SAN FRANCISCO, CA - JANUARY 22: Vials of the Fluvirin influenza vaccine are displayed at a Walgreens phramacy on January 22, 2018 in San Francisco, California. A strong strain of H3N2 influenza has claimed the lives of 74 Californians under the age of 65 since the flu season began in October of last year. People are being encouraged to get flu shots even through the vaccine has been only 30% effective in combating the influenza. (Photo by Justin Sullivan/Getty Images)
SAN FRANCISCO, CA - JANUARY 22: A sign advertising flu shots is displayed at a Walgreens phramacy on January 22, 2018 in San Francisco, California. A strong strain of H3N2 influenza has claimed the lives of 74 Californians under the age of 65 since the flu season began in October of last year. People are being encouraged to get flu shots even through the vaccine has been only 30% effective in combating the influenza. (Photo by Justin Sullivan/Getty Images)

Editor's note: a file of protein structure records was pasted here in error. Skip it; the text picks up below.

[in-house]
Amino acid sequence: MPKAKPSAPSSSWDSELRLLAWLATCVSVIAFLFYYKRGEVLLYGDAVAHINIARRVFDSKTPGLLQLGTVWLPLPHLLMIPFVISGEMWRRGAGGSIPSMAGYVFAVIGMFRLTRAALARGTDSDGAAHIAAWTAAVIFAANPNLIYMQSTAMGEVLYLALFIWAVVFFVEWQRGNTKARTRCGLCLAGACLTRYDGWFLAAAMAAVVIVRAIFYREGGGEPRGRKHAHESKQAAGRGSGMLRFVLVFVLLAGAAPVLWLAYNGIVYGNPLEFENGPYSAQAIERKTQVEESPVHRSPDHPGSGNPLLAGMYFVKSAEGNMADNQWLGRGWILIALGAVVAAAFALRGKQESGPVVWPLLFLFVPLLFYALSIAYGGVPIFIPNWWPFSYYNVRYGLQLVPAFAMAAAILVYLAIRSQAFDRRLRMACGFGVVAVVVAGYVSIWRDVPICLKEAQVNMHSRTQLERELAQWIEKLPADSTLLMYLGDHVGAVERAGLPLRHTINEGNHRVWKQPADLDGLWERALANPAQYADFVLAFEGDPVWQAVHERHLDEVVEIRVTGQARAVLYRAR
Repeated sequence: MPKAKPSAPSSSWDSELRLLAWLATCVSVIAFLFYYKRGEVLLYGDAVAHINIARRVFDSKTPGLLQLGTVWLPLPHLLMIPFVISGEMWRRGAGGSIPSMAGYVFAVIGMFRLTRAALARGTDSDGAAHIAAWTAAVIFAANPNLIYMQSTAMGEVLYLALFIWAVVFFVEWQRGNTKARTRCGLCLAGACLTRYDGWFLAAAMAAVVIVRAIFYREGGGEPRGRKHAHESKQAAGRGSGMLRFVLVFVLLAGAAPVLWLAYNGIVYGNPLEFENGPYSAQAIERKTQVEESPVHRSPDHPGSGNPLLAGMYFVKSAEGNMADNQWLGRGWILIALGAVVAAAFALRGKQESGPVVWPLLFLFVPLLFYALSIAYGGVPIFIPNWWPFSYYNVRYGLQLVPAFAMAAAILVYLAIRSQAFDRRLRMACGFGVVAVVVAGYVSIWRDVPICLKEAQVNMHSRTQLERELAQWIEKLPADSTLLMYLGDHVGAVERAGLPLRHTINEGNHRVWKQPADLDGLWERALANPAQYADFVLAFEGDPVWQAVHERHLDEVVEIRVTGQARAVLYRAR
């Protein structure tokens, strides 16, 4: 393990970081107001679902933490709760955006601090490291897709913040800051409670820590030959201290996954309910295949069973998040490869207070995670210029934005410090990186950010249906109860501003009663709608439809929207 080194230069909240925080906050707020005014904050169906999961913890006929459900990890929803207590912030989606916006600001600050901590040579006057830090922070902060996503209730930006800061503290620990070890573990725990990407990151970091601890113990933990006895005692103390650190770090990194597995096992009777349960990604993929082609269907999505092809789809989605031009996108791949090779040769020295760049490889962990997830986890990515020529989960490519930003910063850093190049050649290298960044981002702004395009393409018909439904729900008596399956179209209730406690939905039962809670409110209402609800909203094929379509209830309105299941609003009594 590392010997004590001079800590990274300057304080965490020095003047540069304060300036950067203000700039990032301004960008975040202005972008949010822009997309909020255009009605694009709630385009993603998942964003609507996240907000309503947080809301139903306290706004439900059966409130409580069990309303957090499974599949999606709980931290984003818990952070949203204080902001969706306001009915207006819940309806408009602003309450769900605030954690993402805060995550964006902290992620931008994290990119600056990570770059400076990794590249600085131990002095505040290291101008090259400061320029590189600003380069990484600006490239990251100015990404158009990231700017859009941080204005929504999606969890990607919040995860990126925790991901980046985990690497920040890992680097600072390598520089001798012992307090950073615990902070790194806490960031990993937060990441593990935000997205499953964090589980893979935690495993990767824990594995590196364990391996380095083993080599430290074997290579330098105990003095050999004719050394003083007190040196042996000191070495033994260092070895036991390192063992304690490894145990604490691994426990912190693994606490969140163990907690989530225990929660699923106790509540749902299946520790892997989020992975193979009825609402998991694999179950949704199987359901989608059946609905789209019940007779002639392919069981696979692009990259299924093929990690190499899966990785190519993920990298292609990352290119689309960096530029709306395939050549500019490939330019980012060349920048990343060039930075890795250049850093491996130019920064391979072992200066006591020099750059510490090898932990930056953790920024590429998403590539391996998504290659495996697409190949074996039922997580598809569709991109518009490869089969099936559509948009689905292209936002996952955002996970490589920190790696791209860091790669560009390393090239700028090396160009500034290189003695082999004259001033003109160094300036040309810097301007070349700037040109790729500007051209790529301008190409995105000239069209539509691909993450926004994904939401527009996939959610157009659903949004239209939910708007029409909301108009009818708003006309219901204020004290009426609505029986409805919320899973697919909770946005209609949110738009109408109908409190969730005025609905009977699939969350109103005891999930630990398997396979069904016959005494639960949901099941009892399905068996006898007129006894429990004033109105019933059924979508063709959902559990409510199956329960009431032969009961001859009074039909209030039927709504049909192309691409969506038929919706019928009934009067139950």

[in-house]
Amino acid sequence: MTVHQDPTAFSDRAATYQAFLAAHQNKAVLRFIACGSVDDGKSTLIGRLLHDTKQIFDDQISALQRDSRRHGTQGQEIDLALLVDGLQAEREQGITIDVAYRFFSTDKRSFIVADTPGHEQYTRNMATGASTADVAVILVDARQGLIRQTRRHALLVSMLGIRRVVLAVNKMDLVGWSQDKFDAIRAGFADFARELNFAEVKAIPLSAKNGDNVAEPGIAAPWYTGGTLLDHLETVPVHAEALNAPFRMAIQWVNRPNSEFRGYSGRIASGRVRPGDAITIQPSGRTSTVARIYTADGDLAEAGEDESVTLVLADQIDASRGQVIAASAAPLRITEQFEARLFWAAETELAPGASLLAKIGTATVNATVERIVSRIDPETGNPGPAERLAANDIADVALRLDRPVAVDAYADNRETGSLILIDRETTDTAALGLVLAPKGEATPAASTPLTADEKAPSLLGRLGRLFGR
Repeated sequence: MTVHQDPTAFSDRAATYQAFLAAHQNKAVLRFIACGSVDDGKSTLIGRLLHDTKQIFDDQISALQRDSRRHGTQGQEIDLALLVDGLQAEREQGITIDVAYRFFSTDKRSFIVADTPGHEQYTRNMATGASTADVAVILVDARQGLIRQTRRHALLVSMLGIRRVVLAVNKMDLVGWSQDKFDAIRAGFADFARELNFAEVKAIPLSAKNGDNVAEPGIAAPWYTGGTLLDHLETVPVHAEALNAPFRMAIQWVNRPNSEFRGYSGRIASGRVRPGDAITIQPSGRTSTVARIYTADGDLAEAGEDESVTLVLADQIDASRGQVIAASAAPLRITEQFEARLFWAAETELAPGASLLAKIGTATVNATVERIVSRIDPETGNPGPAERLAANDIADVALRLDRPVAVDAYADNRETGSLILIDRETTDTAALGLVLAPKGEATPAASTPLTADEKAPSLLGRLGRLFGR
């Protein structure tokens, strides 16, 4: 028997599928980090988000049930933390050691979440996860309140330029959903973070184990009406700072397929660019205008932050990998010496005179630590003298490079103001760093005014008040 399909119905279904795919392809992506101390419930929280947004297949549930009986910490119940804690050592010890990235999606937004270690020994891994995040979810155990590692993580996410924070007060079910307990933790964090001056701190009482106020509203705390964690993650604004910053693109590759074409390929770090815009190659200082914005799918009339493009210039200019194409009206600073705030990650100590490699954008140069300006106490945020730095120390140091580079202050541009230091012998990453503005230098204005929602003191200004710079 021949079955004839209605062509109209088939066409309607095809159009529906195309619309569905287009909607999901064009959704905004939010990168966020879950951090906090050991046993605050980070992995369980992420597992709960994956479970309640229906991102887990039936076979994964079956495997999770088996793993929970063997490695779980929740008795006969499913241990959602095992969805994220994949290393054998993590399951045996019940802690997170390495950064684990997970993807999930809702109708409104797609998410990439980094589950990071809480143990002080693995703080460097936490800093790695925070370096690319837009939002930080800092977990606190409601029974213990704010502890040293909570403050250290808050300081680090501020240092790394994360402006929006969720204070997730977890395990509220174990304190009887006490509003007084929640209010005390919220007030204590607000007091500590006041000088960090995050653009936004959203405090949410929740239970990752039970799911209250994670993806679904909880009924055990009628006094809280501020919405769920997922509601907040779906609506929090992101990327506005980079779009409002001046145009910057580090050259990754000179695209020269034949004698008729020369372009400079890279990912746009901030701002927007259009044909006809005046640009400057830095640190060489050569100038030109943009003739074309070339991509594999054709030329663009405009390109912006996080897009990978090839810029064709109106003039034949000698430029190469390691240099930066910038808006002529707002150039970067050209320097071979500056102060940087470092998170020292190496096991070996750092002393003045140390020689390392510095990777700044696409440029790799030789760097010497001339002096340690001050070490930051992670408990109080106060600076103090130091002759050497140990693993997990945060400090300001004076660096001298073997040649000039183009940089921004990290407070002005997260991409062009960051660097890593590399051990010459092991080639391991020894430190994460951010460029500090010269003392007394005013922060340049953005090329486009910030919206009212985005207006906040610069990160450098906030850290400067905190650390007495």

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First, though, a crash course on how the flu shot works: The flu shot, or vaccine, contains weakened influenza viruses, the CDC explains. They cant cause the flu, but they can trigger the immune system to produce proteins called antibodies that help it quickly recognize and mount a defense against actual influenza viruses in case it does encounter them. (Developing these antibodies takes around two weeks.) Each year's flu shot contains the influenza viruses predicted to be most prevalent in the approaching flu season.